Early Childhood Education. Workshop #1. Agreement Share practices of Early Childhood Education Increase the understanding of the development needs of children in Early Childhood Education. Overview:. Primary Resource : Thinking it Through- Teaching and Learning in the Kindergarten
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Share practices of Early Childhood
Increase the understanding of the
development needs of children in Early
Primary Resource: Thinking it Through-
Teaching and Learning in the Kindergarten
Session One: Introduction and The
Session Two: Play and Learning Centres
Session Three: Assessment & Planning
On chart paper use
symbols, pictures, words
to represent experiences,
successes, challenges etc.
Thinking it Through, ETFO
Each person in round-robin fashion
speaks to these points:
Go the corner that has a
Statement with relevance
for you and discuss
What do we value about
Record thoughts and post
ideas on chart paper
Teaching Practices vs.
Image of the child
What do you think?
Teaching and learning
in the kindergarten
This resource is focused on teaching the
“whole child. In order to plan developmentally
appropriate programs for young children, all
educators must understand the areas of
development. Each area has implications for
practice with regard to organization,
materials, learning experiences and even how
groups are organized.
Number off 1, 2, 3, 4, 5
Remember your number and their home group
Group # 1-Social Development, pages 10-14
Group # 2-Emotional pages 14-16
Group # 3-Communication, Language and
Group # 4- Cognitive pages 21-26
Group # 5- Physical pages 26-29
Meet in your number groups read and select
five-ten key points that you find relevant to
Possible Questions to guide thinking:
What are the implications for practice?
What are the planning considerations in
relation to this area?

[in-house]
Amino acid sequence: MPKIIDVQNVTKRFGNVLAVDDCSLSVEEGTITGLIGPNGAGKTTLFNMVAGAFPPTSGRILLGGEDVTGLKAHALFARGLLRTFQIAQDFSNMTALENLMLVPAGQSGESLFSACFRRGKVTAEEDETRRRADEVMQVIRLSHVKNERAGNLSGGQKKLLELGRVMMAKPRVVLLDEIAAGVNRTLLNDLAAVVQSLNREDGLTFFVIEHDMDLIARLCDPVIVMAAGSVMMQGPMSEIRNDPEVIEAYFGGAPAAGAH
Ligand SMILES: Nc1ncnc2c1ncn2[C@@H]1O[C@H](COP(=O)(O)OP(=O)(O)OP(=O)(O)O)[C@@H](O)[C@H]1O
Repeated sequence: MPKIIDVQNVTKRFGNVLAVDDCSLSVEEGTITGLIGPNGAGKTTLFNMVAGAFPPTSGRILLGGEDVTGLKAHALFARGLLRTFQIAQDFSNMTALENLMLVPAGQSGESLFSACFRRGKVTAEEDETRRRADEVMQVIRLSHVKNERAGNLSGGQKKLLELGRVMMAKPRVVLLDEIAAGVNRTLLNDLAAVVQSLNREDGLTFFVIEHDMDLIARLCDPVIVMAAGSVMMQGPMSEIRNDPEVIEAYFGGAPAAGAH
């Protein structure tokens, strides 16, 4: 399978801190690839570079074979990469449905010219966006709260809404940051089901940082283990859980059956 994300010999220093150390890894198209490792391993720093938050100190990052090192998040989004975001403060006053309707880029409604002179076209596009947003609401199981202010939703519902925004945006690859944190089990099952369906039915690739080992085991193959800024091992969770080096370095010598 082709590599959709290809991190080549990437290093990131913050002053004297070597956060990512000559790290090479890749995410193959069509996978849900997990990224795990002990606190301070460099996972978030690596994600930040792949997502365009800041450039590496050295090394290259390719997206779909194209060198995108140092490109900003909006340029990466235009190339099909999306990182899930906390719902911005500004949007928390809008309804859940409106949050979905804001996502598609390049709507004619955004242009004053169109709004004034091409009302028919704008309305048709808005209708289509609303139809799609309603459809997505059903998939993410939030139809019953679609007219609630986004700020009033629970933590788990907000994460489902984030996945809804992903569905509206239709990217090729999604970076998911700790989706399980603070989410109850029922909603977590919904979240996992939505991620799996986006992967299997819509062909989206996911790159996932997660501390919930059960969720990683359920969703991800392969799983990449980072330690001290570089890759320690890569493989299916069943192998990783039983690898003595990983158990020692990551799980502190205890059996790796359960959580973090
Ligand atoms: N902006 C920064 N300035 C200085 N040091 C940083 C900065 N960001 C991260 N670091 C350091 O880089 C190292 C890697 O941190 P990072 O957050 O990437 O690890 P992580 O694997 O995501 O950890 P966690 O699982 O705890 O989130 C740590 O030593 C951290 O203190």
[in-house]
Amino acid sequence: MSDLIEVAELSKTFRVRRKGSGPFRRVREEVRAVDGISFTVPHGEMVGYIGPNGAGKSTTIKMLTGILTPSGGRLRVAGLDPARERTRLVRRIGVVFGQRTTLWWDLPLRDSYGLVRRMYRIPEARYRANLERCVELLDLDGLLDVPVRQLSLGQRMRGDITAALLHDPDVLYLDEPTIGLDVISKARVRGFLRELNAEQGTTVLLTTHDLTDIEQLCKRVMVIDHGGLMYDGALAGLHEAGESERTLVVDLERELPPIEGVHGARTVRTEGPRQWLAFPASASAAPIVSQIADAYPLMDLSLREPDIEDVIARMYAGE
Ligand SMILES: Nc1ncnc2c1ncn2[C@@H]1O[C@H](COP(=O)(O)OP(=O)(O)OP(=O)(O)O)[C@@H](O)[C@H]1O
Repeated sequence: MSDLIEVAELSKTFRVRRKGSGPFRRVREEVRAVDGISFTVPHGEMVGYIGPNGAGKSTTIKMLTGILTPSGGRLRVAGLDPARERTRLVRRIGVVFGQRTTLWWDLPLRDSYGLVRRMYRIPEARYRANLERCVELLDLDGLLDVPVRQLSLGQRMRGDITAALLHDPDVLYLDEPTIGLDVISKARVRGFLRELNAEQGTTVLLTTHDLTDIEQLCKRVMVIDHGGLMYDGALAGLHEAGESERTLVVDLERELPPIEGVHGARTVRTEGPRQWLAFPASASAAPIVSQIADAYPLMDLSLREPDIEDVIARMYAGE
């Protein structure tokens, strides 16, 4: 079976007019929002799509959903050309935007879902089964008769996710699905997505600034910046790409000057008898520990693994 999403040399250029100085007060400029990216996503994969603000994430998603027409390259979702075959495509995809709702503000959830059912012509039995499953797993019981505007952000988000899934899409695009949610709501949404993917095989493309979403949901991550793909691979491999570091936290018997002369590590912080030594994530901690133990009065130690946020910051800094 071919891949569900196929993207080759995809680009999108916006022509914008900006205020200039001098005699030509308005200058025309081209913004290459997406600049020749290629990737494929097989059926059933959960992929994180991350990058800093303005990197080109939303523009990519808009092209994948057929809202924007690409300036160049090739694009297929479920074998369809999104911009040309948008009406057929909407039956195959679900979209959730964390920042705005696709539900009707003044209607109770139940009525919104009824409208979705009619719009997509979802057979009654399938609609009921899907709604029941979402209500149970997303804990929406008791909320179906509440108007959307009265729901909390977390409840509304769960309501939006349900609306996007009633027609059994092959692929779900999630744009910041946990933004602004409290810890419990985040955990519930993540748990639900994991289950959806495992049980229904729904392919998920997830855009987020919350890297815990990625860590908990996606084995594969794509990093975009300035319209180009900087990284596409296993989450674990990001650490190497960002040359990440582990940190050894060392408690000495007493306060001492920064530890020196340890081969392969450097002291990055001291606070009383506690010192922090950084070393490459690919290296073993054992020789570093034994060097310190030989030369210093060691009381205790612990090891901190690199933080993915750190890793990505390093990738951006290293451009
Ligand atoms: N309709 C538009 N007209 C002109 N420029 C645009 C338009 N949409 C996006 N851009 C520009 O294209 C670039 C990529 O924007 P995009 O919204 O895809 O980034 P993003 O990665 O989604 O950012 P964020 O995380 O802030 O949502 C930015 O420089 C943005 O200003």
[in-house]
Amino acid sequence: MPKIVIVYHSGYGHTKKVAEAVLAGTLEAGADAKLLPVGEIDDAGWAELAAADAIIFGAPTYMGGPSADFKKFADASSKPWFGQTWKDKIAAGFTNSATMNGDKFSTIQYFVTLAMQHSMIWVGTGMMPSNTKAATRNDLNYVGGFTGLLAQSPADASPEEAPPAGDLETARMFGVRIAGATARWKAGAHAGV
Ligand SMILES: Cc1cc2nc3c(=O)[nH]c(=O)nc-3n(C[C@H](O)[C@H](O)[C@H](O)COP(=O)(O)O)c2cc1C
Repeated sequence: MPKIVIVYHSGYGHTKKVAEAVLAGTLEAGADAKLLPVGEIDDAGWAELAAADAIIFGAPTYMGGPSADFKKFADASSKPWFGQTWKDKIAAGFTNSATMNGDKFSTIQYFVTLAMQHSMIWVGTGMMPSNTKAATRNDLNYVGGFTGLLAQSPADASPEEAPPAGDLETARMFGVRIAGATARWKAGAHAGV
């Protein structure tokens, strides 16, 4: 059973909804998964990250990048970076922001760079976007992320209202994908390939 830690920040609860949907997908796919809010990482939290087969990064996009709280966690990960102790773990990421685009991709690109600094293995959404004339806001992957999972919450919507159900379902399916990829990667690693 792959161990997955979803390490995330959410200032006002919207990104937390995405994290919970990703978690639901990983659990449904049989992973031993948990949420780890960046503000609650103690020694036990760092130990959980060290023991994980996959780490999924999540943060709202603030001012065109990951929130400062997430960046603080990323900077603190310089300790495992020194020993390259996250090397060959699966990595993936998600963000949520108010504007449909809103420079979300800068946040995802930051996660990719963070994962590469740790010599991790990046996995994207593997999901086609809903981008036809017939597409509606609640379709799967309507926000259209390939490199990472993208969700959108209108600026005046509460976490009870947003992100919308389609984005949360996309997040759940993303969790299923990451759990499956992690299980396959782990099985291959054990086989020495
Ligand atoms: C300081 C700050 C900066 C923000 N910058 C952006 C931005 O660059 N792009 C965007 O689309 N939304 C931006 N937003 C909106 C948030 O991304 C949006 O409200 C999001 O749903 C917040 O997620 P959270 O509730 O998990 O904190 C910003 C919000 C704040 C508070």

How might this information help you in
planning an aspect of your program?
Other considerations in relation to your area...
Materials; room organization; groupings; learning
Share Jig saw, your
area of child
development, with the
Read ‘What is Play’ section, Playing is Learning pages 5-8
“Play does not stay neatly in categories, but knowing and watching for the broad types helps sensitize teachers and parents to the shifting landscapes children create. It also provides a tool for assessing whether a playful kindergarten is providing adequate opportunity and materials for all types of play.”
Specific: A specific goal addresses as many descriptor questions as possible (Who, What, When, Where, Why and How). It has a greater chance of being met if a specific plan is made for its completion.
Measurable: This involves deciding what will measure when the goal is attained; a finish line has to be set before it can be crossed.
Attainable: To properly set a goal, you must set the steps that are necessary to reach it. This scaffolding ensures that the goal actually is attainable, and therefore produces motivation as the goal’s completion has become a reality.
Realistic: A goal must be set in the spirit of desiring its completion. In setting a goal, one can determine if it’s realistic by asking the following questions; am I capable of attaining this goal? Am I willing to work for this goal? Setting an unrealistic goal will often result in a decrease in motivation over time.
Timely: Setting the goal within a time frame helps to motivate; without an end goal, there is no set limit to help drive the goal’s completion.